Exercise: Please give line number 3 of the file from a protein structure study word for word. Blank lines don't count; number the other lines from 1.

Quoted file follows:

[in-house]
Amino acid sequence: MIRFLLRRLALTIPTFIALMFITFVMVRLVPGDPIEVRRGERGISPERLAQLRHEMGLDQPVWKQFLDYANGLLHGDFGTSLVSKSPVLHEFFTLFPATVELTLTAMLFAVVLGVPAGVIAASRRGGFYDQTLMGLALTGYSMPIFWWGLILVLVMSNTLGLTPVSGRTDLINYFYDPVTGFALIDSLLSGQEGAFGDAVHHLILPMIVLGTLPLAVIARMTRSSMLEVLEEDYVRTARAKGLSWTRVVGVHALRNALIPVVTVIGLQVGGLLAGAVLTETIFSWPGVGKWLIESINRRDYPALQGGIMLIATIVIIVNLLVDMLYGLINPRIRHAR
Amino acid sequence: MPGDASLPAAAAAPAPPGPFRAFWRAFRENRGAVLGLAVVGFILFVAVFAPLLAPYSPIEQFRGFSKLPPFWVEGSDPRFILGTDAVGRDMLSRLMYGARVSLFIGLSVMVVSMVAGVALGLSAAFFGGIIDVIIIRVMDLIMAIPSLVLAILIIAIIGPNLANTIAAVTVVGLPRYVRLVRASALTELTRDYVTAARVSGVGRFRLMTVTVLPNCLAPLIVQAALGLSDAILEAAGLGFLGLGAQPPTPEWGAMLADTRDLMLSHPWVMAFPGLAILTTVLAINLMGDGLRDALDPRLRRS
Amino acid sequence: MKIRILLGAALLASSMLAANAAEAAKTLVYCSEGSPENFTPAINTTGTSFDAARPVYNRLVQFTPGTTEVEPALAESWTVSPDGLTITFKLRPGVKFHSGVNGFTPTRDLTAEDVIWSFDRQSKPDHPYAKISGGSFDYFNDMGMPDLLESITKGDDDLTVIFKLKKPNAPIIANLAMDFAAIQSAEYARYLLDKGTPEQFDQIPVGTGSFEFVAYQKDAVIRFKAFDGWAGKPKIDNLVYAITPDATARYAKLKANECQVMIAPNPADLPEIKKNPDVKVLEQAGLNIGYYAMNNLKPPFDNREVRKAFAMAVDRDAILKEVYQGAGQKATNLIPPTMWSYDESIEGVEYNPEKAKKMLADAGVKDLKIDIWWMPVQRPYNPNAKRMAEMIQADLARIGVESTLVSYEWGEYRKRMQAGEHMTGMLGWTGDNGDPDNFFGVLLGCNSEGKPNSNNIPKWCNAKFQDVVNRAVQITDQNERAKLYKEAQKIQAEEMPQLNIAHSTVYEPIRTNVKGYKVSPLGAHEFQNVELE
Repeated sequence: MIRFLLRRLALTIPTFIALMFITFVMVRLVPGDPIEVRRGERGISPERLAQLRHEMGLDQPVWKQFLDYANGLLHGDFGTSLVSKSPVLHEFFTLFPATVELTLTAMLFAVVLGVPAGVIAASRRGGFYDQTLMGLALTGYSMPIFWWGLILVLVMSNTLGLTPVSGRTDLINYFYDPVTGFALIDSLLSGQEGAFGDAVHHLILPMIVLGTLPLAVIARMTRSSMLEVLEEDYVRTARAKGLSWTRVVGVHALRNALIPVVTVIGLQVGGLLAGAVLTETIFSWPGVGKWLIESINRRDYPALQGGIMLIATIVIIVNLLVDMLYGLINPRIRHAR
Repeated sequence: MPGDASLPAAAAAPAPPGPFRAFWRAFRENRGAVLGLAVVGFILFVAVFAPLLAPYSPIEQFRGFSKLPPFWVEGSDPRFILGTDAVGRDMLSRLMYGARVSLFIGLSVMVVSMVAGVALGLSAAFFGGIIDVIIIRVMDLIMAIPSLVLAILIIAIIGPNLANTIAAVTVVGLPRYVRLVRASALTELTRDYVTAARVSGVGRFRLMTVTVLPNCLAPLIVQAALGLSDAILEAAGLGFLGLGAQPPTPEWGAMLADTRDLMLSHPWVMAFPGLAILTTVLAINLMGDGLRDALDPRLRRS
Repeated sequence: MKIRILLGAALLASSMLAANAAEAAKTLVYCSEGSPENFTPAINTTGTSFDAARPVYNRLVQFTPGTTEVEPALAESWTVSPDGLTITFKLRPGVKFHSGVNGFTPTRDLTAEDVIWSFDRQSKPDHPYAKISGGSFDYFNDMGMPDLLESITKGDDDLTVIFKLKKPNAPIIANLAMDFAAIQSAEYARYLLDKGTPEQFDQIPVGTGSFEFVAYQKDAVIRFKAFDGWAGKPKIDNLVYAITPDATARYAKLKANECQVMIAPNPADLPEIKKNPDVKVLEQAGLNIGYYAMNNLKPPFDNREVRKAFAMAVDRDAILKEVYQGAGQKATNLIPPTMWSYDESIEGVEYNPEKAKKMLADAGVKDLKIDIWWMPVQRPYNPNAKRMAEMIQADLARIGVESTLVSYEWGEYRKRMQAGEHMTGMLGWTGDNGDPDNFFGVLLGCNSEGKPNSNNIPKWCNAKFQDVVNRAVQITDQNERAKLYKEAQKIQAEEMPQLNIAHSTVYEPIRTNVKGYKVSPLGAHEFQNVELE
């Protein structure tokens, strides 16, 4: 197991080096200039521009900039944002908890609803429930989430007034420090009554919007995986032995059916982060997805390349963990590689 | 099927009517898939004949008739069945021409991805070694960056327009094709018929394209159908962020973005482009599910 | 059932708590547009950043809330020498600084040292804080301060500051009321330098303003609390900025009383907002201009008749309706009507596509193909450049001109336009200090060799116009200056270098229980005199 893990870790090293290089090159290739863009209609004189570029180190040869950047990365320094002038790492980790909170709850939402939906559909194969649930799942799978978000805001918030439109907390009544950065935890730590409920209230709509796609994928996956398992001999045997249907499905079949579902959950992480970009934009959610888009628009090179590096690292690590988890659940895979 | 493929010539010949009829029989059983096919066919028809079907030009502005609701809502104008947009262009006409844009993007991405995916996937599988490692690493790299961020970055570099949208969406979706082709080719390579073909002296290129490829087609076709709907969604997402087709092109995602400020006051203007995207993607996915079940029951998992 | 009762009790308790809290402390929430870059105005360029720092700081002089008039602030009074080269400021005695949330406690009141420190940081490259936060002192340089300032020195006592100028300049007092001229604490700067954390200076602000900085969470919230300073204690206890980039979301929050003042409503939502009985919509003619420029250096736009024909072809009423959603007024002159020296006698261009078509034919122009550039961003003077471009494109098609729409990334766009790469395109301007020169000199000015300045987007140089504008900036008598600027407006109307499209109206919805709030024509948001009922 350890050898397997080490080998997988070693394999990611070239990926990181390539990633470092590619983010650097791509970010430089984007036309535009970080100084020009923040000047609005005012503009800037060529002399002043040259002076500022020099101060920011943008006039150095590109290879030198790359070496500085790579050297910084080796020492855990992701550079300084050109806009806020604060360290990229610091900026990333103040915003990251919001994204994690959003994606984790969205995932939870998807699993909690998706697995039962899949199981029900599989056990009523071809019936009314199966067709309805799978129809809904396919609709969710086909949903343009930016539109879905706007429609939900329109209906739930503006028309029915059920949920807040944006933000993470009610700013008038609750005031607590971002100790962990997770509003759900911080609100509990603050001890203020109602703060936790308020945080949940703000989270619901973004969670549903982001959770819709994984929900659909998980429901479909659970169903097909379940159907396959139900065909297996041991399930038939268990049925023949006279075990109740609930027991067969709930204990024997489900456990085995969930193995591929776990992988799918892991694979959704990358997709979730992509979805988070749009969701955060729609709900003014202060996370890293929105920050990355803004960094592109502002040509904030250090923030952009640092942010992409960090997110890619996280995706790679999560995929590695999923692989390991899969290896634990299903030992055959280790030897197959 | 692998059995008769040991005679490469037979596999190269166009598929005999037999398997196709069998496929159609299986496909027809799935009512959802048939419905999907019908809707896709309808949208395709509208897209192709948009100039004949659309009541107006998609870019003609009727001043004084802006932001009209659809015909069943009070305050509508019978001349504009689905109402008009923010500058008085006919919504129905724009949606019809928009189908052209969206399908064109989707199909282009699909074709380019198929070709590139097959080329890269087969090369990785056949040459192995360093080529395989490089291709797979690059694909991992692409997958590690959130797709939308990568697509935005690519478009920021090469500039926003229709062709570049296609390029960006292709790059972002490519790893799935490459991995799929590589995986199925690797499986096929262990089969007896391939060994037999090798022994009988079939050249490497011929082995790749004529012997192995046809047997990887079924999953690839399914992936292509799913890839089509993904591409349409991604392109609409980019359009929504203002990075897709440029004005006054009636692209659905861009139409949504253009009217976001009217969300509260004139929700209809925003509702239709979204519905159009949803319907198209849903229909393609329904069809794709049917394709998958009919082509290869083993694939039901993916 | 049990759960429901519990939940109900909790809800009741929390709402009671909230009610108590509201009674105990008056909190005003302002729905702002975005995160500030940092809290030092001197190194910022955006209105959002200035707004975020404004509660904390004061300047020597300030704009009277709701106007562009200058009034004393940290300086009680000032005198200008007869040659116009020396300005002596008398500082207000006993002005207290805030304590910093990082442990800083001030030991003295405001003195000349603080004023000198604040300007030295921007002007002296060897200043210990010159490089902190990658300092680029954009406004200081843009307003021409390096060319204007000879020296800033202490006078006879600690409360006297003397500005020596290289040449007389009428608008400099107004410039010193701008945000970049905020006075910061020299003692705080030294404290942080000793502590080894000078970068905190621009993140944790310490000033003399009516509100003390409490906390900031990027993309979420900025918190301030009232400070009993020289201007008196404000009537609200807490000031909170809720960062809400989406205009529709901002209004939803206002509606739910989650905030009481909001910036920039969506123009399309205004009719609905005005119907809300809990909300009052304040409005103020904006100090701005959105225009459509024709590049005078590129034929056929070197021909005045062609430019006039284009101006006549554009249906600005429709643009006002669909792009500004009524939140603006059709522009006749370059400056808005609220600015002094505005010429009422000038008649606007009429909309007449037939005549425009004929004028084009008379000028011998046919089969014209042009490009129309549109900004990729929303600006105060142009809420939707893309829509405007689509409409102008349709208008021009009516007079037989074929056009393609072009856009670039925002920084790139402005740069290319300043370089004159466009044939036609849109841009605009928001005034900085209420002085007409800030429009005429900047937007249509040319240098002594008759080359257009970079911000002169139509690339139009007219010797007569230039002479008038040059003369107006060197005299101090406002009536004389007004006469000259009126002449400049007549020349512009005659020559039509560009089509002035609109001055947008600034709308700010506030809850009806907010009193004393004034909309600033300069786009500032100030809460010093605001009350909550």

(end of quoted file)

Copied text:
Amino acid sequence: MPGDASLPAAAAAPAPPGPFRAFWRAFRENRGAVLGLAVVGFILFVAVFAPLLAPYSPIEQFRGFSKLPPFWVEGSDPRFILGTDAVGRDMLSRLMYGARVSLFIGLSVMVVSMVAGVALGLSAAFFGGIIDVIIIRVMDLIMAIPSLVLAILIIAIIGPNLANTIAAVTVVGLPRYVRLVRASALTELTRDYVTAARVSGVGRFRLMTVTVLPNCLAPLIVQAALGLSDAILEAAGLGFLGLGAQPPTPEWGAMLADTRDLMLSHPWVMAFPGLAILTTVLAINLMGDGLRDALDPRLRRS